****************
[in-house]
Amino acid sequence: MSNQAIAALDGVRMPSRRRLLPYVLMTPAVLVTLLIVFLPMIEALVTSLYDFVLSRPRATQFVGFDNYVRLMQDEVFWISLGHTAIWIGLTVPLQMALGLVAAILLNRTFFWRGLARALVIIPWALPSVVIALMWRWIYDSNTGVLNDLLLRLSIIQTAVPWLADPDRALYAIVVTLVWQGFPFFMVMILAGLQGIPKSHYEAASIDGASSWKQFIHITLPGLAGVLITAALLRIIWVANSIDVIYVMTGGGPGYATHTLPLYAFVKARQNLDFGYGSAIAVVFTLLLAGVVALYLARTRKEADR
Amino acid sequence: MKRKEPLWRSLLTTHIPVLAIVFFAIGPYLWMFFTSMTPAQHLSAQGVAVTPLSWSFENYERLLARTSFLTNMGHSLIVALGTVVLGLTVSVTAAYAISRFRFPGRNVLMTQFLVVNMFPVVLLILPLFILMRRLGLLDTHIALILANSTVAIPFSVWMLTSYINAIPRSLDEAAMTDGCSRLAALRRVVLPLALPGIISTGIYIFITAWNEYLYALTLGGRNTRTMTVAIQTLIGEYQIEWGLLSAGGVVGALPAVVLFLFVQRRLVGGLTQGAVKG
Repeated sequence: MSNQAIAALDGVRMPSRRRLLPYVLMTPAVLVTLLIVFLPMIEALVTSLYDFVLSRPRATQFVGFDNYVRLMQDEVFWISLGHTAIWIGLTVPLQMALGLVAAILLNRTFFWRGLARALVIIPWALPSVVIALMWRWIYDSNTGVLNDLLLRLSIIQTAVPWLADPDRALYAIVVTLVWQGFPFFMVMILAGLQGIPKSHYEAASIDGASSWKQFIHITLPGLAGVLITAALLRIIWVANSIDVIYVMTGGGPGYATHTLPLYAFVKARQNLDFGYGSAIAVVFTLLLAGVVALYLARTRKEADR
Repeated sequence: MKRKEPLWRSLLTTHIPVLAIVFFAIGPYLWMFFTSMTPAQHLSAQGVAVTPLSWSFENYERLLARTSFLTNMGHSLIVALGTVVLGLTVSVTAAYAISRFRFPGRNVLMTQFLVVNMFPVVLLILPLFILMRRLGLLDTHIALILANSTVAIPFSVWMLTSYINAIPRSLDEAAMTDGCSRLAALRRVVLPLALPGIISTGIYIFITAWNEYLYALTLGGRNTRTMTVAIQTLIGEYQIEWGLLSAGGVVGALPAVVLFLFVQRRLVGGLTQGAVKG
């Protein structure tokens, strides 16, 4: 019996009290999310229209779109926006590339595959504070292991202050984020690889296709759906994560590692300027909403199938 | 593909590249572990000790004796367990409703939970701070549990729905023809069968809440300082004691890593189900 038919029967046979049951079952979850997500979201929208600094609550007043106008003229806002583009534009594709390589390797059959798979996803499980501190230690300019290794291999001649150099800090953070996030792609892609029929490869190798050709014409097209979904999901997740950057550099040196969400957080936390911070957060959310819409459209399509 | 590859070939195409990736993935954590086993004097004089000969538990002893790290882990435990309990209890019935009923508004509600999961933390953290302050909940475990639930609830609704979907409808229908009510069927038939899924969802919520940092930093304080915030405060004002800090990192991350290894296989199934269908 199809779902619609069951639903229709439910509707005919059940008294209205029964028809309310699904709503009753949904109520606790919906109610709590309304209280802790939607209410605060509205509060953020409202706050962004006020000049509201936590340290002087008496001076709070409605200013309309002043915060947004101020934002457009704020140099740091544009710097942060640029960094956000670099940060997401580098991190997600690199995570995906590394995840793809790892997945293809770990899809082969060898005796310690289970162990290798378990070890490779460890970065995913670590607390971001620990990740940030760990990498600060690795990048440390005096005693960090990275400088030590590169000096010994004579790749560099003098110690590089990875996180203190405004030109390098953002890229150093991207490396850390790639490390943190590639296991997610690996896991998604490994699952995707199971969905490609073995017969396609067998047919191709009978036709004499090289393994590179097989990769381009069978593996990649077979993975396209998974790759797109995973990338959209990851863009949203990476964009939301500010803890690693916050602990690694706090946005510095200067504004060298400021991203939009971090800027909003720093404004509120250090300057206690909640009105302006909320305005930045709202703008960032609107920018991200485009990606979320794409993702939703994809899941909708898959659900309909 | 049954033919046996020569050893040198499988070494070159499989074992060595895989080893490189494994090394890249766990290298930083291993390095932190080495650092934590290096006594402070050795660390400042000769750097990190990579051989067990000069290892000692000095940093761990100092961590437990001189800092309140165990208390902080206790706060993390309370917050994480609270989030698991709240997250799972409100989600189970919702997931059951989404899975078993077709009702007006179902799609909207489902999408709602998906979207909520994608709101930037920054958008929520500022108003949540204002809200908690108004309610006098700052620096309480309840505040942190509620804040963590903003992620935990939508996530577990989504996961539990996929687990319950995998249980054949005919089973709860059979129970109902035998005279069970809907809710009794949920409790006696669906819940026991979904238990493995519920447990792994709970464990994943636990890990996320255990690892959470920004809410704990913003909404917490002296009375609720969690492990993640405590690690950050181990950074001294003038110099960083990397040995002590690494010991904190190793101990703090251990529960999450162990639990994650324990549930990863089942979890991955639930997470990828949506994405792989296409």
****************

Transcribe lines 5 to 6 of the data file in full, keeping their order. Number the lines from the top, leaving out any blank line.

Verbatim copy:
Repeated sequence: MKRKEPLWRSLLTTHIPVLAIVFFAIGPYLWMFFTSMTPAQHLSAQGVAVTPLSWSFENYERLLARTSFLTNMGHSLIVALGTVVLGLTVSVTAAYAISRFRFPGRNVLMTQFLVVNMFPVVLLILPLFILMRRLGLLDTHIALILANSTVAIPFSVWMLTSYINAIPRSLDEAAMTDGCSRLAALRRVVLPLALPGIISTGIYIFITAWNEYLYALTLGGRNTRTMTVAIQTLIGEYQIEWGLLSAGGVVGALPAVVLFLFVQRRLVGGLTQGAVKG
């Protein structure tokens, strides 16, 4: 019996009290999310229209779109926006590339595959504070292991202050984020690889296709759906994560590692300027909403199938 | 593909590249572990000790004796367990409703939970701070549990729905023809069968809440300082004691890593189900 038919029967046979049951079952979850997500979201929208600094609550007043106008003229806002583009534009594709390589390797059959798979996803499980501190230690300019290794291999001649150099800090953070996030792609892609029929490869190798050709014409097209979904999901997740950057550099040196969400957080936390911070957060959310819409459209399509 | 590859070939195409990736993935954590086993004097004089000969538990002893790290882990435990309990209890019935009923508004509600999961933390953290302050909940475990639930609830609704979907409808229908009510069927038939899924969802919520940092930093304080915030405060004002800090990192991350290894296989199934269908 199809779902619609069951639903229709439910509707005919059940008294209205029964028809309310699904709503009753949904109520606790919906109610709590309304209280802790939607209410605060509205509060953020409202706050962004006020000049509201936590340290002087008496001076709070409605200013309309002043915060947004101020934002457009704020140099740091544009710097942060640029960094956000670099940060997401580098991190997600690199995570995906590394995840793809790892997945293809770990899809082969060898005796310690289970162990290798378990070890490779460890970065995913670590607390971001620990990740940030760990990498600060690795990048440390005096005693960090990275400088030590590169000096010994004579790749560099003098110690590089990875996180203190405004030109390098953002890229150093991207490396850390790639490390943190590639296991997610690996896991998604490994699952995707199971969905490609073995017969396609067998047919191709009978036709004499090289393994590179097989990769381009069978593996990649077979993975396209998974790759797109995973990338959209990851863009949203990476964009939301500010803890690693916050602990690694706090946005510095200067504004060298400021991203939009971090800027909003720093404004509120250090300057206690909640009105302006909320305005930045709202703008960032609107920018991200485009990606979320794409993702939703994809899941909708898959659900309909 | 049954033919046996020569050893040198499988070494070159499989074992060595895989080893490189494994090394890249766990290298930083291993390095932190080495650092934590290096006594402070050795660390400042000769750097990190990579051989067990000069290892000692000095940093761990100092961590437990001189800092309140165990208390902080206790706060993390309370917050994480609270989030698991709240997250799972409100989600189970919702997931059951989404899975078993077709009702007006179902799609909207489902999408709602998906979207909520994608709101930037920054958008929520500022108003949540204002809200908690108004309610006098700052620096309480309840505040942190509620804040963590903003992620935990939508996530577990989504996961539990996929687990319950995998249980054949005919089973709860059979129970109902035998005279069970809907809710009794949920409790006696669906819940026991979904238990493995519920447990792994709970464990994943636990890990996320255990690892959470920004809410704990913003909404917490002296009375609720969690492990993640405590690690950050181990950074001294003038110099960083990397040995002590690494010991904190190793101990703090251990529960999450162990639990994650324990549930990863089942979890991955639930997470990828949506994405792989296409």